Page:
Court Reduces Olmert’s Sentence to 18 Months

YERUSHALAYIM -
Former Prime Minister Ehud Olmert arrives at the Jerusalem Supreme Court on December 29, 2015. Photo by Noam Moskowitz/POOL
Former Prime Minister Ehud Olmert arrives at the Yerushalayim Supreme Court on Tuesday. (Noam Moskowitz/Pool)

In its final word on the case, the High Court ruled Tuesday on an appeal of the six individuals convicted in the Holyland apartment project case. While former Yerushalayim Mayor Rabbi Uri Lupolianski will not be be going to prison, the court decided, former Mayor and Prime Minister Ehud Olmert will – for 18 months.

Rabbi Lupolianski, Olmert, and four other city officials were convicted of their roles in illegally approving the large Holyland apartment project in the Malchah neighborhood of Yerushalayim. The project required extensive changes to zoning laws, and according to prosecutors, the defendants were involved in various schemes and conspiracies to accept money from contractors and other interested parties to change or bend rules, or to look aside as others did.

In its final verdict, Olmert was cleared by the court for his role in the case, which involved accepting NIS 500,000 that had been given to his brother Yossi by Shmuel Dachner, a real estate broker who turned state’s evidence and testified against Olmert. The court ruled that he could not have known where that money came from, but it did rule that he was aware that Dachner had given his long-time assistant, Shula Zaken, NIS 60,000 on behalf of the former Prime Minister.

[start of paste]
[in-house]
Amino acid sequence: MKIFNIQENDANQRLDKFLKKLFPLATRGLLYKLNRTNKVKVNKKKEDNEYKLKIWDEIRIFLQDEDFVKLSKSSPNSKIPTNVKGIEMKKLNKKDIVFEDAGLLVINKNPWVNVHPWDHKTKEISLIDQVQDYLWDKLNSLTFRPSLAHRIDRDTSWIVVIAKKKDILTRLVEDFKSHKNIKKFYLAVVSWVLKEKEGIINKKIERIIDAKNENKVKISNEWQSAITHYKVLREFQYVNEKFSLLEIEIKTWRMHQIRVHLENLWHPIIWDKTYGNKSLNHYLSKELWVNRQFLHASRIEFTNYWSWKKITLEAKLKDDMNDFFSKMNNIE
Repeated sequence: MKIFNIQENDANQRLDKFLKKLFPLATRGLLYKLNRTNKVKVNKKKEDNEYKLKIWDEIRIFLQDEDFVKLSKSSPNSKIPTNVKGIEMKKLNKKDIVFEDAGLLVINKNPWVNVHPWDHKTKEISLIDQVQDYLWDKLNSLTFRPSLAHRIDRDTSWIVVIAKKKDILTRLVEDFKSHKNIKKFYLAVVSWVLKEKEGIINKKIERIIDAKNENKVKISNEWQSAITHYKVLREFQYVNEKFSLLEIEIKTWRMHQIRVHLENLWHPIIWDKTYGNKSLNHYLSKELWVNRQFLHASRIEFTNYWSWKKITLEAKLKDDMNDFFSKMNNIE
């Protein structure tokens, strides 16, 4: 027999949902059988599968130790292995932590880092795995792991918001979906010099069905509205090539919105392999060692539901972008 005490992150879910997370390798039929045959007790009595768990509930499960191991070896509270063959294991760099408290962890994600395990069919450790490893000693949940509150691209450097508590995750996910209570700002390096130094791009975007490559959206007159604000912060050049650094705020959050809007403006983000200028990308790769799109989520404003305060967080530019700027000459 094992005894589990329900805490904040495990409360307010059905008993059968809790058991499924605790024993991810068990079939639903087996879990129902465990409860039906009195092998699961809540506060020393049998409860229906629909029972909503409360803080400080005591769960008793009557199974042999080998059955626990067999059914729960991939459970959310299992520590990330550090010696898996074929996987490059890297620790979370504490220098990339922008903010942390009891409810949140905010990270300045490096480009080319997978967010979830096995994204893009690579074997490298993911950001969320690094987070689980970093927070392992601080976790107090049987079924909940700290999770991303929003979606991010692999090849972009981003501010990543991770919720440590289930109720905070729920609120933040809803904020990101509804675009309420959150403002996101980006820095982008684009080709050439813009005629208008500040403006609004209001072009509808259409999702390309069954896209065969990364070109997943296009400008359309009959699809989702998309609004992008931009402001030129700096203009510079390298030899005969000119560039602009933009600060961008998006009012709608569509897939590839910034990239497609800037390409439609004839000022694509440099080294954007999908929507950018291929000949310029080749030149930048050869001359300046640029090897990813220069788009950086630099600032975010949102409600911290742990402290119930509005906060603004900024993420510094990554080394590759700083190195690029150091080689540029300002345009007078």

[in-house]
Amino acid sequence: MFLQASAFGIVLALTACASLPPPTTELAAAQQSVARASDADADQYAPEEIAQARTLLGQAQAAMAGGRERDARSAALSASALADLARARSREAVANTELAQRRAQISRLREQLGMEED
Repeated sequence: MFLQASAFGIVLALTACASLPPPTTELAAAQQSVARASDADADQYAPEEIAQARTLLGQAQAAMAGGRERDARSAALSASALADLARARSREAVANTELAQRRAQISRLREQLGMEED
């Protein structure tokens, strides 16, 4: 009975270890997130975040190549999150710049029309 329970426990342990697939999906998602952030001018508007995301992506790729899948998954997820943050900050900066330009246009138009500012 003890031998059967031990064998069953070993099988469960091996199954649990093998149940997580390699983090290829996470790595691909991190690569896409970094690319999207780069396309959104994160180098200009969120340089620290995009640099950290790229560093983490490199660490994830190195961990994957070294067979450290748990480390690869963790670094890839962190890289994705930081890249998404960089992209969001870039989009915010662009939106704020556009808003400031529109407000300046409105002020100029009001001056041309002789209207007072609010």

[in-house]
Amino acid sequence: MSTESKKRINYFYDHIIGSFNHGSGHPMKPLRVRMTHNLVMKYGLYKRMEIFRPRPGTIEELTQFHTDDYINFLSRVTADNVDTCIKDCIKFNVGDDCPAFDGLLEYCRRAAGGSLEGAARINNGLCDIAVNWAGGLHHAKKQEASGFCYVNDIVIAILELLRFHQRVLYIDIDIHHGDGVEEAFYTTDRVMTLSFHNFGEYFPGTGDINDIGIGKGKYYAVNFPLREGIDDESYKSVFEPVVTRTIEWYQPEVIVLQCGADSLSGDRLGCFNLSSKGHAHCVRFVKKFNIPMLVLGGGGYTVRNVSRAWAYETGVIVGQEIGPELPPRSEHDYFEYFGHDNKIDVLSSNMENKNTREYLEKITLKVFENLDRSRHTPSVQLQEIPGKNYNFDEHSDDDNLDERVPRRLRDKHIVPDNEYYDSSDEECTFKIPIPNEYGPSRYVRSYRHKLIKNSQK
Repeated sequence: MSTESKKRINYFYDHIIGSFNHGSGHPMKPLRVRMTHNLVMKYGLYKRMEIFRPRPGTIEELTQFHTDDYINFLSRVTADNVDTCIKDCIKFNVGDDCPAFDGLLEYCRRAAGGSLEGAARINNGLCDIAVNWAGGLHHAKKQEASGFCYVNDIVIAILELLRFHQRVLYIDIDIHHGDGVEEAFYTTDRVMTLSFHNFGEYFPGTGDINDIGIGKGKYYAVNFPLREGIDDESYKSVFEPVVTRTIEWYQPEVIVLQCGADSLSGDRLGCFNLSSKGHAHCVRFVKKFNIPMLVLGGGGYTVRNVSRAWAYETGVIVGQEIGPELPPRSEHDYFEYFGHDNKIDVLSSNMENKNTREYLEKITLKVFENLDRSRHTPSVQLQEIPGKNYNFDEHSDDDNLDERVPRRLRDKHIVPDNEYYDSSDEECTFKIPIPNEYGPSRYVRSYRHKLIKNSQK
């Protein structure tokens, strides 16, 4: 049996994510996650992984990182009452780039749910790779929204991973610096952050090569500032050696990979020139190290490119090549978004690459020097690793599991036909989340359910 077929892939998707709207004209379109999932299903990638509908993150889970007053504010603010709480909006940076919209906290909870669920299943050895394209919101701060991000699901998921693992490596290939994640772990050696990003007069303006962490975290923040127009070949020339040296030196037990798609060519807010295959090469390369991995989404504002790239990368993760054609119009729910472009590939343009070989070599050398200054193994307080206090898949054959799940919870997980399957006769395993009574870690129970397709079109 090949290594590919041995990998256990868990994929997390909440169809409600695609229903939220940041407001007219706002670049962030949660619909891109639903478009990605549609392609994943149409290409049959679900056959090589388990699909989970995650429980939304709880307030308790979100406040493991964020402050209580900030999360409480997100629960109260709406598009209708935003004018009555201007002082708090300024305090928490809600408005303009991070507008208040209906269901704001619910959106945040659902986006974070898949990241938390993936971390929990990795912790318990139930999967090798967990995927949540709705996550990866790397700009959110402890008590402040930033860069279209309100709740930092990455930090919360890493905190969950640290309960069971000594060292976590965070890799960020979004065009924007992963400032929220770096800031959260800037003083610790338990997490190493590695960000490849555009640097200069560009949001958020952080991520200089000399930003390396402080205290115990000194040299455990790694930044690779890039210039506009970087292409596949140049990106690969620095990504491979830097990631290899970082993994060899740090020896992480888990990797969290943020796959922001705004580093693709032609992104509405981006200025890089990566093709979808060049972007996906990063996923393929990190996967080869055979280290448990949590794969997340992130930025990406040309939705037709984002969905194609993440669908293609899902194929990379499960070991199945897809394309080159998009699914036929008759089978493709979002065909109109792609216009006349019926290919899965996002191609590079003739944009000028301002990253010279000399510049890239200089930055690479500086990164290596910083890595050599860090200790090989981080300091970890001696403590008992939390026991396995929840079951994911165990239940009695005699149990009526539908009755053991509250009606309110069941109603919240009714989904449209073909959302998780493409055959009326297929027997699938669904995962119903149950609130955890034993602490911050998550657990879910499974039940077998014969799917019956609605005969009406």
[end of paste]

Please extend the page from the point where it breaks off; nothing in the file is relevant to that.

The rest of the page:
Speaking after the verdict, Ehud Olmert said that he respected the court’s decision, and that “a great weight” had been lifted from him, with the reduction of his sentence. Nevertheless, he added, he was innocent of the charges, and had never taken a bribe.

Olmert’s legal problems are not over. He faces an additional eight month sentence for allegedly accepting cash from an American businessman in exchange for various political favors. Appeals and further action on that case were suspended until Olmert’s appeal on the Holyland case was heard.

Rabbi Lupolianski had been sentenced to six years in prison for his role in the case, but the court instead eliminated that sentence. Instead, Rabbi Lupolianski will do community service for six months. Unlike Olmert, Rabbi Lupolianski did not take any bribes; rather, he suggested that contractors and agents donate money to various charities and causes he was involved in, the court said. Commenting on the decision, Rabbi Lupolianski said that “With Hashem’s help, I will continue serving the Jewish people, as I have for the past 40 years.”

The court ruled on the appeals of other officials charged in the case as well. Former Deputy Mayor Eli Simchayoff will serve 18 months in prison; Meir Rabin, who was a chief assistant to Dachner (who passed away in 2013) got five years; Hillel Charney, one of the principals of the Holyland project, will serve 26 months in prison; and Avigdor Kellner, a founder of the Holyland Park Corporation, the company behind the project, will serve two years in prison.